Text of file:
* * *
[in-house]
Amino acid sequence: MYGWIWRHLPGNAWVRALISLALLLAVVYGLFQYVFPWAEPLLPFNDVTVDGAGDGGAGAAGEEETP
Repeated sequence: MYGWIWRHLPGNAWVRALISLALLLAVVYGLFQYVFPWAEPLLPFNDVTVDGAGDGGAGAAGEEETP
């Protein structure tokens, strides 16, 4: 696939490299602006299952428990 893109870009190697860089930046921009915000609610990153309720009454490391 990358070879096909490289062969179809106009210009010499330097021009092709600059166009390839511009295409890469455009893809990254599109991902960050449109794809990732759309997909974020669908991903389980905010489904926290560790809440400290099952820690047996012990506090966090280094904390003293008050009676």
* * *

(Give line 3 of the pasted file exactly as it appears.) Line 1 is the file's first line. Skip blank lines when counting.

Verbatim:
Repeated sequence: MYGWIWRHLPGNAWVRALISLALLLAVVYGLFQYVFPWAEPLLPFNDVTVDGAGDGGAGAAGEEETP